User stories start their lives as an unruly mess. They often have just the briefest of descriptions, no direction and no vision for what they will be when they mature and reach the status of Done.
The skilled product owner or agilist responsible for grooming these user stories takes this rough form and elaborates it and then grooms it to a viable candidate for consideration in future sprints.
This takes communication with stakeholders. Asking them questions. Getting clarification. Ferreting out important details so the User Story can be successfully stated in the “As a <type of user> I want <specified functionality> so that <realized benefit>” format.
Their job isn’t finished yet though. They next must insure that the acceptance criteria of the user story is defined.
- Performance must exceed x threshold.
- Capability y must allow for z exceptions
- Security must incorporate principle Q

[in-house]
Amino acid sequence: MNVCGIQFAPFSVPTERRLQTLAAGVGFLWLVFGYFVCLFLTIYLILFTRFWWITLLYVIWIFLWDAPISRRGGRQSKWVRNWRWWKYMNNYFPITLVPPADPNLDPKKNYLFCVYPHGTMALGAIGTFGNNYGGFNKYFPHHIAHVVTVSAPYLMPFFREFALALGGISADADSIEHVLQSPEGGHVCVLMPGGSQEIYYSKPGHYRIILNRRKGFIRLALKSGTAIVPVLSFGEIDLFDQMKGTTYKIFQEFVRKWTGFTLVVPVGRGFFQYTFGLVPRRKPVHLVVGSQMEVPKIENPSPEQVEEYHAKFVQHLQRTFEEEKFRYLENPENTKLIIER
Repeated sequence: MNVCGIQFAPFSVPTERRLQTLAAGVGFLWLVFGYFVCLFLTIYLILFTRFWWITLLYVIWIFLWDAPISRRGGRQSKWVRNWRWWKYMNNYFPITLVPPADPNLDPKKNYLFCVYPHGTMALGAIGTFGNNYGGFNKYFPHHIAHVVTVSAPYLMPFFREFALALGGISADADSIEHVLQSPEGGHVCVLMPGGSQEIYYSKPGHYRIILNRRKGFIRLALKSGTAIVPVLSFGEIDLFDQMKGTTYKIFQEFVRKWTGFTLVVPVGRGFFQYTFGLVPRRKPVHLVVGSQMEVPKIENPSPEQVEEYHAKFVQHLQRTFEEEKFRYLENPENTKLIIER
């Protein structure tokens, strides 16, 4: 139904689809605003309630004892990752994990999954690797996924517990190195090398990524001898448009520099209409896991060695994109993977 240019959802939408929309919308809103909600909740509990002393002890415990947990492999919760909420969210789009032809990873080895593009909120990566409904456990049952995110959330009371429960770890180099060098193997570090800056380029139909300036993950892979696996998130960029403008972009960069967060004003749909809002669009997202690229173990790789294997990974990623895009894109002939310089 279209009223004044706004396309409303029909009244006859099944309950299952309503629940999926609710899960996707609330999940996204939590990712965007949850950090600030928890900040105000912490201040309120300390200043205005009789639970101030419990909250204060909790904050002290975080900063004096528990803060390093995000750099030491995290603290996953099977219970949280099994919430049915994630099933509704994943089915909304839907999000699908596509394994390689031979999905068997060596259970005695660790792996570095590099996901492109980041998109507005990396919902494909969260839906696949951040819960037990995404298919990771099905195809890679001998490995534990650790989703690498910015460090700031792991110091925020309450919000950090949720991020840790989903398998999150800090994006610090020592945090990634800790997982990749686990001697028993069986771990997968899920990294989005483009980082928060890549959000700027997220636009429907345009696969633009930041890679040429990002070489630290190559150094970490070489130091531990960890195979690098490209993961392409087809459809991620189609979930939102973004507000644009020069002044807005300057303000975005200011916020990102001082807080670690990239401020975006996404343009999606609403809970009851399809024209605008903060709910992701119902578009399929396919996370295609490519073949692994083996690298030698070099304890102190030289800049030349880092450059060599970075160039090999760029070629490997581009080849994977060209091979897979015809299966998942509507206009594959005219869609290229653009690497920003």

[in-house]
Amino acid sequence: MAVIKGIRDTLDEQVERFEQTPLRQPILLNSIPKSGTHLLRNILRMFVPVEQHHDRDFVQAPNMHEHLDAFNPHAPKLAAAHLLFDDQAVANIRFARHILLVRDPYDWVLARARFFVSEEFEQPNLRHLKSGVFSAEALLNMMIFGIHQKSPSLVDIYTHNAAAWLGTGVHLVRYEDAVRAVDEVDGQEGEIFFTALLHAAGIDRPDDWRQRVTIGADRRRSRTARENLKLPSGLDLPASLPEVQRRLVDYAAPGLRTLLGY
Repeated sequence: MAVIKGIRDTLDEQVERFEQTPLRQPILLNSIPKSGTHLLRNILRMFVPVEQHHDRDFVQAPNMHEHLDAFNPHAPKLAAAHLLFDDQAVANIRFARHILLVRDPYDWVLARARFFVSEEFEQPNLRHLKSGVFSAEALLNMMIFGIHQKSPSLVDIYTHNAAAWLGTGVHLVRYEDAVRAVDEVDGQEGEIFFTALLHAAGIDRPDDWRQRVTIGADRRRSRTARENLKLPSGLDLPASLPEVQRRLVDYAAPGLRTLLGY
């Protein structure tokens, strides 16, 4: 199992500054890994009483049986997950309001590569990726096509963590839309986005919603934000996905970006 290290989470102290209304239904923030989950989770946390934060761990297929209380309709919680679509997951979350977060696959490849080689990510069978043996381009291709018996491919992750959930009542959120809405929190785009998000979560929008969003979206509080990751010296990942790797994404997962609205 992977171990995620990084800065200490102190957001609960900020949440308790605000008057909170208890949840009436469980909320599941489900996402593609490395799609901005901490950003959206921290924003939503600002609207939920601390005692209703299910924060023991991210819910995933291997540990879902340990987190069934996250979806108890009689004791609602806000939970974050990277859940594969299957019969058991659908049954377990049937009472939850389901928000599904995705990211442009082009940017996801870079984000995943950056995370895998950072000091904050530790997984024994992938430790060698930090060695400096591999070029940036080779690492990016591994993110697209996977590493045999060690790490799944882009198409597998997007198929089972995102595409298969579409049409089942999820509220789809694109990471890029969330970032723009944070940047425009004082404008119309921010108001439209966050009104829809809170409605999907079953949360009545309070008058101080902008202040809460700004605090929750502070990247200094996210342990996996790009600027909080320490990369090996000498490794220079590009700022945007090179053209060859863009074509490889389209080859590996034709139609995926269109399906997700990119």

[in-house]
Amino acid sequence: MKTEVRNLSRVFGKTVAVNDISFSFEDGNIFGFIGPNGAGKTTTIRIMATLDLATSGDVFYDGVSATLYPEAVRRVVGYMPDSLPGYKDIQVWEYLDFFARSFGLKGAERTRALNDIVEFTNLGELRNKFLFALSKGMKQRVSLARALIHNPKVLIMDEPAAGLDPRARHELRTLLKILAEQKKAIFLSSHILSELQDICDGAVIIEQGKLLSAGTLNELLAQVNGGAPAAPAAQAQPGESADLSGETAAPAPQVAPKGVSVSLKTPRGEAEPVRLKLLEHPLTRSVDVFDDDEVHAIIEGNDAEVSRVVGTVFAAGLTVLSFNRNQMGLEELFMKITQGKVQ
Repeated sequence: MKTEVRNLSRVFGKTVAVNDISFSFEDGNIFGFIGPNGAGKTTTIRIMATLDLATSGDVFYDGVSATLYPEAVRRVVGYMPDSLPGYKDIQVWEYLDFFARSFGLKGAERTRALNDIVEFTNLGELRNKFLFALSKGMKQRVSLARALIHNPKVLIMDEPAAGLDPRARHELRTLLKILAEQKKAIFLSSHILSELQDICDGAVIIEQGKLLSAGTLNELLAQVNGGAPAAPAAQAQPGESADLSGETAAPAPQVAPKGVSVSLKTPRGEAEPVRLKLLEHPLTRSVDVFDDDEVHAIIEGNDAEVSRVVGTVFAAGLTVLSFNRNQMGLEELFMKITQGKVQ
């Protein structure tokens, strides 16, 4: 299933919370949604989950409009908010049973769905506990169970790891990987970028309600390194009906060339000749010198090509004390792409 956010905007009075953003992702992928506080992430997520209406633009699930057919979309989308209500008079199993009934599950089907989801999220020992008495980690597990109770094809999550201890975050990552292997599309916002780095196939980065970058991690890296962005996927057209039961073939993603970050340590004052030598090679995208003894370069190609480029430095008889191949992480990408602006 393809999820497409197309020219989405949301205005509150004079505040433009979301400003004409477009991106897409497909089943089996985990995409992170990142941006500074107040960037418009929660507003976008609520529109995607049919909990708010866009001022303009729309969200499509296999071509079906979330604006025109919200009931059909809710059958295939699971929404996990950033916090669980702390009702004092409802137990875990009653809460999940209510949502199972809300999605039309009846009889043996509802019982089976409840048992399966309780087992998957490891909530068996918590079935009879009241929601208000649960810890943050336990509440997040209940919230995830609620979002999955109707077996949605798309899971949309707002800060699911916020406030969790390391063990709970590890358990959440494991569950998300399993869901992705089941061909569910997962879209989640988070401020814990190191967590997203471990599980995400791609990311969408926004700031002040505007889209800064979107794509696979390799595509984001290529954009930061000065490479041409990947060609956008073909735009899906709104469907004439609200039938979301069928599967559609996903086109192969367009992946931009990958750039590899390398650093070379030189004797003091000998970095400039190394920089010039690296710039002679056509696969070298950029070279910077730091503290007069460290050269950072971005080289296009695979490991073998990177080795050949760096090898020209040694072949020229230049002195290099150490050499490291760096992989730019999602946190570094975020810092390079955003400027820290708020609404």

Just when you think you’ve got everything covered, in comes the development team with their parade of questions.
- Just what is capability y?
- Threshold x requires technology b, is that acceptable?
- Would security principle K be a valid substitute for Q?
On and on. But, to have any chance of successful estimation these questions have to be answered. Once they are? The user story is ready to be considered a candidate for a future sprint.
Now all that’s left is for the stakeholders to determine that it is the next high value item that should be addressed and into the Sprint Backlog it goes.
Question: How thorough is your grooming process? Leave your answers in the comments below.